As a renter, you are not a homeowner, but you still have exposure to risks and losses, many of which are the same as homeowner’s risks. So there is actually a special kind of insurance called tenant’s or renter’s insurance. As a tenant, you want to cover your risks of loss and liability because the landlord’s insurance is not insurance that will cover you as a tenant.
First thing you need to know is that your personal property is not covered by your landlord’s insurance policy. As a tenant, you are responsible for obtaining insurance for your own property if you want to be covered in the event of fire, theft or other loss.
These “other loss” categories include a range of other risks or “perils” as they like to say in the insurance biz. A significant benefit to renter’s insurance is that it covers personal property whether that property is damaged or stolen in your own rental unit or somewhere else.
In most policies, renter’s insurance provides coverage for damage caused by windstorms, hail, explosions, vandalism, riot, civil disturbance or even volcano. Protection against damage caused by earthquake and flood need to be purchased separately as an “endorsement” to your tenant’s policy.
Like other types of homeowner’s insurance, a renter’s policy also limits coverage for some categories of personal property, such as jewelry, furs, silverware, and other categories of valuables. You should definitely check with your insurance agent to find out the exact list of categories that may have limited coverage under your renter’s insurance policy. If you have a significant amount of property in any of the limited categories, you can increase your coverage for that specific category of property on your renter’s policy, or purchase insurance for those items separately. If you choose to insure those items separately, you will generally receive a broader coverage and lower deductibles on those items.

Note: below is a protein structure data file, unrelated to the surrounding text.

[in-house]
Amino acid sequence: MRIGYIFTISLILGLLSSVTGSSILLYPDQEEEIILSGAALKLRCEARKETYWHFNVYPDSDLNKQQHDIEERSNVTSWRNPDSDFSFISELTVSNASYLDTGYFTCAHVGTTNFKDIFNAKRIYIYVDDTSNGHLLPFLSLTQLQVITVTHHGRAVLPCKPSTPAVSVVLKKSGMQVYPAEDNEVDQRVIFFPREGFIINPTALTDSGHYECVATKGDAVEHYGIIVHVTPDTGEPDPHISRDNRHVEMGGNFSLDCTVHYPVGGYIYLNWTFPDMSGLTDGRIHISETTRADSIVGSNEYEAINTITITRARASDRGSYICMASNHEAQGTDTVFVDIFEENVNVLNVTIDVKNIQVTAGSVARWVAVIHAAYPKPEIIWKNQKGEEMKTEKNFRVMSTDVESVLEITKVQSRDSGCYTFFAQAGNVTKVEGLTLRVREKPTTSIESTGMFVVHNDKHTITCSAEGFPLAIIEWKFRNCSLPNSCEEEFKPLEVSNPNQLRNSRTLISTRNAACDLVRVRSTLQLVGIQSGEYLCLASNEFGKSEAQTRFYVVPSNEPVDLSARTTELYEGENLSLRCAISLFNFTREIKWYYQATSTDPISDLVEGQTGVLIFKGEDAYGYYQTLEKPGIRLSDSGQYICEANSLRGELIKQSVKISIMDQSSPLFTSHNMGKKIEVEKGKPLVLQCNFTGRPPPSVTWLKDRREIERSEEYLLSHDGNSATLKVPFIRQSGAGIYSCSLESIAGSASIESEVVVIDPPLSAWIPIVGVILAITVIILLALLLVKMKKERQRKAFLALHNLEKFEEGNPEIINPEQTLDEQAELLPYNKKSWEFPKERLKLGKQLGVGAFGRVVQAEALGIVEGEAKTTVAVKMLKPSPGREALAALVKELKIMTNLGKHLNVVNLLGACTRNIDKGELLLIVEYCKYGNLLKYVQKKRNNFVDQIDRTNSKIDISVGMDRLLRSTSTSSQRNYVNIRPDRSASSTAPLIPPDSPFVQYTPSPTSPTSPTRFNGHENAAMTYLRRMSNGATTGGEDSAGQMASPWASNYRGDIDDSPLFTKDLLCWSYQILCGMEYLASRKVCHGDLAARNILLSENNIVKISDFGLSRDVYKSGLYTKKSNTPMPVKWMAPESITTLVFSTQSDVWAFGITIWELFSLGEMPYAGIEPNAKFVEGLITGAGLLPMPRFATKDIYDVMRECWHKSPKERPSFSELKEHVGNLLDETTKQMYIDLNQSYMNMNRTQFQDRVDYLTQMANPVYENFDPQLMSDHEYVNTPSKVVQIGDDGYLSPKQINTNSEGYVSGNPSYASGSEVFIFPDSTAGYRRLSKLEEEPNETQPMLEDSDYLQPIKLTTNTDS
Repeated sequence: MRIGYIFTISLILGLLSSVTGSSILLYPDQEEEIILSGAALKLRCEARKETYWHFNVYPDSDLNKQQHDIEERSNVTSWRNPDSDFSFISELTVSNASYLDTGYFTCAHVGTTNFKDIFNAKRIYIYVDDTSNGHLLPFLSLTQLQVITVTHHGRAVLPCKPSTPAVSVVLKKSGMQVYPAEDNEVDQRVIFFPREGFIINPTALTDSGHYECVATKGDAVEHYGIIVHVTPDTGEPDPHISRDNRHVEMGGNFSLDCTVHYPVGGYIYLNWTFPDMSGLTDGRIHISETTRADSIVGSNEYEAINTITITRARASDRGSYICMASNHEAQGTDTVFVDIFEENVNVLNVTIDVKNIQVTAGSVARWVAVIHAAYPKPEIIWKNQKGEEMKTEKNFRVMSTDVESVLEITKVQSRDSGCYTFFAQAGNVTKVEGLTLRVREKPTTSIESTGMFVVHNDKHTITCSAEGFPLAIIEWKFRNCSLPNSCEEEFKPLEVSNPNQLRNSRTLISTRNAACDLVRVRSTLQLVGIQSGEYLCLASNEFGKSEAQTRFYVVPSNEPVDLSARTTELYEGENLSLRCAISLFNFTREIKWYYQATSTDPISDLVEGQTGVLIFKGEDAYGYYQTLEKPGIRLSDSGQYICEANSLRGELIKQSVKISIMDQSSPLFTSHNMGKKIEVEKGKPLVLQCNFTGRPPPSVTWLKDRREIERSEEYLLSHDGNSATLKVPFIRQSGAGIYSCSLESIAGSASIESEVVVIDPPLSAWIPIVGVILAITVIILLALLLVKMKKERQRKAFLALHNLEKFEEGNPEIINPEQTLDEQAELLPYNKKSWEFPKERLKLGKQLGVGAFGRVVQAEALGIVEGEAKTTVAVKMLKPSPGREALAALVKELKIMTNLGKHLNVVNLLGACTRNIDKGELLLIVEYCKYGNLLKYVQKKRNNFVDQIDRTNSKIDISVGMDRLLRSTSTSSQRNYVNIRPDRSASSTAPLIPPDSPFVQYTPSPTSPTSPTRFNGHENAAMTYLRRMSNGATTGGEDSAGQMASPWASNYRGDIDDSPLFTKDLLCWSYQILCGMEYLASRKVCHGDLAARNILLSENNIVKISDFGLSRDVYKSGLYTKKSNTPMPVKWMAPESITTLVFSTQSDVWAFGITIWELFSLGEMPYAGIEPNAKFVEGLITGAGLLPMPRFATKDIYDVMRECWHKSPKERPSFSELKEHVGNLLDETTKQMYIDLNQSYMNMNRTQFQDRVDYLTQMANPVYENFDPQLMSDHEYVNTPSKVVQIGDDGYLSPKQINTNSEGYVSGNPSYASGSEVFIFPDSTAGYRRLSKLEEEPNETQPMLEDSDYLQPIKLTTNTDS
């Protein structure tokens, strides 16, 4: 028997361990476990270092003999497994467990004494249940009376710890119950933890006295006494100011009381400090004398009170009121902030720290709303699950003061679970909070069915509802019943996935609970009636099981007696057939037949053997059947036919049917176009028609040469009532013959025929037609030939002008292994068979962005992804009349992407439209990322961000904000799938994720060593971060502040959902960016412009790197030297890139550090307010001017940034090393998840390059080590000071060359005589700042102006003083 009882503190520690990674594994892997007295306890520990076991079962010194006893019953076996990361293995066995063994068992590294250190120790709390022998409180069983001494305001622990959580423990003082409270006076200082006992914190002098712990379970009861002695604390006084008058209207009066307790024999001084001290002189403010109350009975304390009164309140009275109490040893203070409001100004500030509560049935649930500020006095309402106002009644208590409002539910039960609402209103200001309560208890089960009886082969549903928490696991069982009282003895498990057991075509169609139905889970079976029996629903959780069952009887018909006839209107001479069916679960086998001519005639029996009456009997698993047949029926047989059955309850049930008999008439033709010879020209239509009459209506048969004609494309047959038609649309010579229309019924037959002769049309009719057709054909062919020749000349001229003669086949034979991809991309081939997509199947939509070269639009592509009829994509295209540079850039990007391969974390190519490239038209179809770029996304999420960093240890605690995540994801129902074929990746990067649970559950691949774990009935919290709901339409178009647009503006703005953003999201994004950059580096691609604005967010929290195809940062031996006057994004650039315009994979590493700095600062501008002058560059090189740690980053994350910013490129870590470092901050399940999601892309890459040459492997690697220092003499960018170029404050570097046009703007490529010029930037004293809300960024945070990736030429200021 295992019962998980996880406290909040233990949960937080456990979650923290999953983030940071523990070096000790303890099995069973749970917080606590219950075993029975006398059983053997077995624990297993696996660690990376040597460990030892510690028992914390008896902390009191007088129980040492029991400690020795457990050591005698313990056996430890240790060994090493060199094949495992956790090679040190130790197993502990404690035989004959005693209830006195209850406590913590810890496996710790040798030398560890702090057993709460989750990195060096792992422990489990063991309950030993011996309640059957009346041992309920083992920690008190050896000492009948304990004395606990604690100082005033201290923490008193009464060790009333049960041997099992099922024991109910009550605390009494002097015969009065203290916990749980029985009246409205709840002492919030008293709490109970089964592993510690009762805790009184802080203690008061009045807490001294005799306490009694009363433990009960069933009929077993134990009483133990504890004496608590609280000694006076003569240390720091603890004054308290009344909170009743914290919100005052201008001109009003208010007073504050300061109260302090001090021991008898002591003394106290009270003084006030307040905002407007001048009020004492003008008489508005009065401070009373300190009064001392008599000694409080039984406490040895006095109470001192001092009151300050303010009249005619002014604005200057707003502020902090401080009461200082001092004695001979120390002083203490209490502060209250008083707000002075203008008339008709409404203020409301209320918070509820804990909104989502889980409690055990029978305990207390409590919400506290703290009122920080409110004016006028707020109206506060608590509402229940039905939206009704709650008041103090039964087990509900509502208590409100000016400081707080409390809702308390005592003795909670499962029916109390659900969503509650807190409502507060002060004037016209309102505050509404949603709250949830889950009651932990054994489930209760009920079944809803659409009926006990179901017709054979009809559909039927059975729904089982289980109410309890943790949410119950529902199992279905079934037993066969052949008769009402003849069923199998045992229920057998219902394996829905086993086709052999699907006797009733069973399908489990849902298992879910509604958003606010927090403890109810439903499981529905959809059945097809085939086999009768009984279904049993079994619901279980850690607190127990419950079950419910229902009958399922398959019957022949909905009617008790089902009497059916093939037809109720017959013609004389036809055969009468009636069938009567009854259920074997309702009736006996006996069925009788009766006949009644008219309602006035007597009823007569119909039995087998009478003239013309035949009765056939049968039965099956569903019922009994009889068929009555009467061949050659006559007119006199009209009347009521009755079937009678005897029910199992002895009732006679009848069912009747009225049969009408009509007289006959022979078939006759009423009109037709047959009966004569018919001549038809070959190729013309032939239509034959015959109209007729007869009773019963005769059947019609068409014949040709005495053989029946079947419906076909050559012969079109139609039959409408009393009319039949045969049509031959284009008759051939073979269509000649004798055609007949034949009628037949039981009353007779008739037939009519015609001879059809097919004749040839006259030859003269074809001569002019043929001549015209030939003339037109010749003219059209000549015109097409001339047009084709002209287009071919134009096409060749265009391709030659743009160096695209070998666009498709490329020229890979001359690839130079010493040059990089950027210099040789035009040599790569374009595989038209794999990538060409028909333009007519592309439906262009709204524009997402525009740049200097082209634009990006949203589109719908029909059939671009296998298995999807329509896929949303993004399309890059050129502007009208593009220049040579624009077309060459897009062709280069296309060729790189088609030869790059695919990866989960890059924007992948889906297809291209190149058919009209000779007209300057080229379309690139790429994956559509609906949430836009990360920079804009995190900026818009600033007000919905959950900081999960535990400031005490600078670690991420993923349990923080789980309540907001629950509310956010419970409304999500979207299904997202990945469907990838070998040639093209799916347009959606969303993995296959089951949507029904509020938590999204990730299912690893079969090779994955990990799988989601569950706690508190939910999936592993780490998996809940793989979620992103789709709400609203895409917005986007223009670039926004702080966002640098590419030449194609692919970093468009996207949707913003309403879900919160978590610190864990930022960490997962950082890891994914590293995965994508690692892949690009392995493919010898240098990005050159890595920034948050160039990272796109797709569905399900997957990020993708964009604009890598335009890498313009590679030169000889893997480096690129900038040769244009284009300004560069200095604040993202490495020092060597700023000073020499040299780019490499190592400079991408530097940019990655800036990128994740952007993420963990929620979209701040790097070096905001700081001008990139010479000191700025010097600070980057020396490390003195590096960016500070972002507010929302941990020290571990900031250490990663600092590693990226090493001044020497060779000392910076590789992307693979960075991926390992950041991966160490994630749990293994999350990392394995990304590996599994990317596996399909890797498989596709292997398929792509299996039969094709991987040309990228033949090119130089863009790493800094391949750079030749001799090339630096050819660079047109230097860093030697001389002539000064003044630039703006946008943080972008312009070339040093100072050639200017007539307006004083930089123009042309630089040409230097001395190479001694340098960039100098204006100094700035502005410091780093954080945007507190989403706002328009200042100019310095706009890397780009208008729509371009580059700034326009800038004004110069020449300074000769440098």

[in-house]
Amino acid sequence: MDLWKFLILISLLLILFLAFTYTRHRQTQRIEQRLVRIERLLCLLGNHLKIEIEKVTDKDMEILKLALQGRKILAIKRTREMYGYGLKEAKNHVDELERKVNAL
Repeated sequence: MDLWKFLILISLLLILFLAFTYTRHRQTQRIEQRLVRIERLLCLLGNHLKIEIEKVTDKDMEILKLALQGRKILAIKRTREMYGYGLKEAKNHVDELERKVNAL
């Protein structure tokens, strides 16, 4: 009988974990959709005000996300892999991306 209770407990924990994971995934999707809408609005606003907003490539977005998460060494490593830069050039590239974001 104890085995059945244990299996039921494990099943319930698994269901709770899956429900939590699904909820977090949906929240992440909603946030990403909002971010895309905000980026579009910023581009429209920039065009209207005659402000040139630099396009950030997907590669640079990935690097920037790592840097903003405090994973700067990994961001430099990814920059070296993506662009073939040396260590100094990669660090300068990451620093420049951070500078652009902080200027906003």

In addition to coverage for your personal property, a tenant’s policy also proveds liability coverage. If you’re wondering why you need liability, the answer is fairly straight-forward: your landlord’s insurance policy only covers landlord liability, not your liability as a tenant.
Your renter’s insurance will cover tenant’s liability up to a set limit depending on your policy, as long as you did not intentionally cause the loss. Liability coverage isn’t limited to damage to others or their property that occurs in your rental unit; it also generally covers legal defense expenses and your liability outside of the home.
Tenants may qualify for a multiple-policy discount if you purchase your insurance from the same company that you get your car insurance from. Other possible savings may be available if your rental is equipped with deadbolts, smoke alarms and fire extinguishers.